Brooke Richards chose to have a midwife instead of a doctor deliver her baby. And midwives are becoming more popular.
But what's unusual about Richards' delivery is that her baby was delivered by a midwife in the hospital.
"They sit there with you. If you need to go to the birthing tub, they're in there with you rubbing your back," Richards said.
Hospitals didn't always allow midwives, or they could only help until the doctor arrived. But now at Texas Children's Pavilion for Women, certified nurse midwives are welcome to deliver babies if that's the mother's choice, and if the pregnancy isn't high risk.
Richards liked the personal attention she got from a midwife but she also liked the fact there was an obstetrician on call if she needed a doctor.
"Having the best of both worlds is the way to go so that you have backup if necessary," said Titi Otunla, a certified nurse midwife with the Texas Children's Pavilion for Women.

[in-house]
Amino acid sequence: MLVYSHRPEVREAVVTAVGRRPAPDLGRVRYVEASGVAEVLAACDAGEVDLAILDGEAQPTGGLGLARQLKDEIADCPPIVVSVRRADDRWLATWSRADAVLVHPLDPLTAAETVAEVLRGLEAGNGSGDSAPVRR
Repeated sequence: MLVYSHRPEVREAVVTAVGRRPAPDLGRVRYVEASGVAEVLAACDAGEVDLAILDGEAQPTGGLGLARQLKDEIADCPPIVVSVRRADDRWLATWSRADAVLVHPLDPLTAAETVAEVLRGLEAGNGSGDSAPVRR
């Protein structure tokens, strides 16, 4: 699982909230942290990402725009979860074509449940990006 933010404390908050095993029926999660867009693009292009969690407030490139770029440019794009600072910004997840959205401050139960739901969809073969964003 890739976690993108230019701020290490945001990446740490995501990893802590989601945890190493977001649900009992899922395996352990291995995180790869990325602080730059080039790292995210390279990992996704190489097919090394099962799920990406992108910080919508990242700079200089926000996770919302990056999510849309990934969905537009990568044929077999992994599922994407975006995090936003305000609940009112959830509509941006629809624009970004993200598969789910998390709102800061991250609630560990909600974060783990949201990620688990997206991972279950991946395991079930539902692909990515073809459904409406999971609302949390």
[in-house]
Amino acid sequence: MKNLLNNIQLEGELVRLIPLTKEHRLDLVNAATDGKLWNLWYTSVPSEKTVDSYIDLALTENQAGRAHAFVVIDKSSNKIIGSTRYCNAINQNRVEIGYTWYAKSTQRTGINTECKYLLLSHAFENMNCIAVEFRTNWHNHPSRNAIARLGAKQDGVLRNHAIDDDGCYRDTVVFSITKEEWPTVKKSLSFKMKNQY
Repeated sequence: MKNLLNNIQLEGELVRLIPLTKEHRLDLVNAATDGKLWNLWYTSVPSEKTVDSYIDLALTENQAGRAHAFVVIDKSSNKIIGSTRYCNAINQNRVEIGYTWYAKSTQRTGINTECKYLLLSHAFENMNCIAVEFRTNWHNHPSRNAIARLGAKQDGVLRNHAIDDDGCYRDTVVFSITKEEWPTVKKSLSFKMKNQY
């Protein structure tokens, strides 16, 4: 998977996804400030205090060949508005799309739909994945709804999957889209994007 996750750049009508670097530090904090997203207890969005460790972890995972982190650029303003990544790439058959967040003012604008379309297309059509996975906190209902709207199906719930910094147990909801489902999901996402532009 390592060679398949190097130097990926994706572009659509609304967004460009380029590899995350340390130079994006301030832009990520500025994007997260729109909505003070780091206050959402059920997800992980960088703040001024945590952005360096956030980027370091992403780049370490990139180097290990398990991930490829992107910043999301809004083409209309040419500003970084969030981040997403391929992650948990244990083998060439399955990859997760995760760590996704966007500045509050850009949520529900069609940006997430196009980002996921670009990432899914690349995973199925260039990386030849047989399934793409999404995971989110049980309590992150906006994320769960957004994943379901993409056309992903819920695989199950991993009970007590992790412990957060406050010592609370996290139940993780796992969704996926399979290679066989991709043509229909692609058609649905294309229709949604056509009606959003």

"We just concerned having had a miscarriage that it was not going well, and I think they were really honest with us and helped us understand what the risks were," Richards' husband, Nate Richards, said.
"We stay with the patient until she has the baby, so throughout the whole process we're there ... sometimes 24 (hours), or more," Otunla said.
A healthy Hope Elizabeth was born with the help of a midwife. It's an experience the Richards say was the best option for their family.
An estimated 10 percent of the babies born in the U.S. are deliver by a midwife.